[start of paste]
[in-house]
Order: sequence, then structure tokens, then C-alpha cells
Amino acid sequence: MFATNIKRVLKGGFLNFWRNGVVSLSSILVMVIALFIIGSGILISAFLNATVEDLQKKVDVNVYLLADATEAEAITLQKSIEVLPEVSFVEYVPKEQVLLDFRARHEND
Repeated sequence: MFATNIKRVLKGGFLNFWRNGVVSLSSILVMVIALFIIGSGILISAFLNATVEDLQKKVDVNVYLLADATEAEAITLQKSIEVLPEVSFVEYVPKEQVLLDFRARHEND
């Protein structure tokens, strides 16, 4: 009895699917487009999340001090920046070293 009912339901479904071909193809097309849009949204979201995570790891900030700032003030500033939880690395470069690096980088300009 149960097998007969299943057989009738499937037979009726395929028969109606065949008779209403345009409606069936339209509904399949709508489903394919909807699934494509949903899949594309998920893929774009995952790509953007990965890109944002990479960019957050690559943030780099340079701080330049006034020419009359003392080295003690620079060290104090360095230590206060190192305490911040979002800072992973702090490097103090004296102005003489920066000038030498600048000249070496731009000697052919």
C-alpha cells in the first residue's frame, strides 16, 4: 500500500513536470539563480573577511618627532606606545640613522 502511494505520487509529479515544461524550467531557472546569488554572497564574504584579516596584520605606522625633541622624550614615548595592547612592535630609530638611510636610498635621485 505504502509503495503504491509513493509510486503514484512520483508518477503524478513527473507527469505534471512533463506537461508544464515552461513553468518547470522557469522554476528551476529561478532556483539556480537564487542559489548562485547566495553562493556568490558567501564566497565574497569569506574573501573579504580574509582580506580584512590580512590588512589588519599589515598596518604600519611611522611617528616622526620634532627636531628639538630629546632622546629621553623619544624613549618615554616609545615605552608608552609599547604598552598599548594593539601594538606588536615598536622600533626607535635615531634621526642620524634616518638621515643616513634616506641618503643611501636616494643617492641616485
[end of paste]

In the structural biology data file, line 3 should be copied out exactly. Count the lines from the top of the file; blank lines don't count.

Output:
Amino acid sequence: MFATNIKRVLKGGFLNFWRNGVVSLSSILVMVIALFIIGSGILISAFLNATVEDLQKKVDVNVYLLADATEAEAITLQKSIEVLPEVSFVEYVPKEQVLLDFRARHEND